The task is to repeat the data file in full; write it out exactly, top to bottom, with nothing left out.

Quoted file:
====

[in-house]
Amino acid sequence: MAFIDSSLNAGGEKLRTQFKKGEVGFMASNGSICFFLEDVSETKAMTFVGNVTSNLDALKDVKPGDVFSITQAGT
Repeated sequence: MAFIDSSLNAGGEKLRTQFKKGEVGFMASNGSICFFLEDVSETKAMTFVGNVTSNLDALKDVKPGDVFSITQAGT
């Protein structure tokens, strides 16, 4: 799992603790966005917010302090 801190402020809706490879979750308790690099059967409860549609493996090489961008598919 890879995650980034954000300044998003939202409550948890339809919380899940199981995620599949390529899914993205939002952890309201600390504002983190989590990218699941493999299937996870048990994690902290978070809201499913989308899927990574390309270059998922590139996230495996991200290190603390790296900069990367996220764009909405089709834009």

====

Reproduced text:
[in-house]
Amino acid sequence: MAFIDSSLNAGGEKLRTQFKKGEVGFMASNGSICFFLEDVSETKAMTFVGNVTSNLDALKDVKPGDVFSITQAGT
Repeated sequence: MAFIDSSLNAGGEKLRTQFKKGEVGFMASNGSICFFLEDVSETKAMTFVGNVTSNLDALKDVKPGDVFSITQAGT
């Protein structure tokens, strides 16, 4: 799992603790966005917010302090 801190402020809706490879979750308790690099059967409860549609493996090489961008598919 890879995650980034954000300044998003939202409550948890339809919380899940199981995620599949390529899914993205939002952890309201600390504002983190989590990218699941493999299937996870048990994690902290978070809201499913989308899927990574390309270059998922590139996230495996991200290190603390790296900069990367996220764009909405089709834009």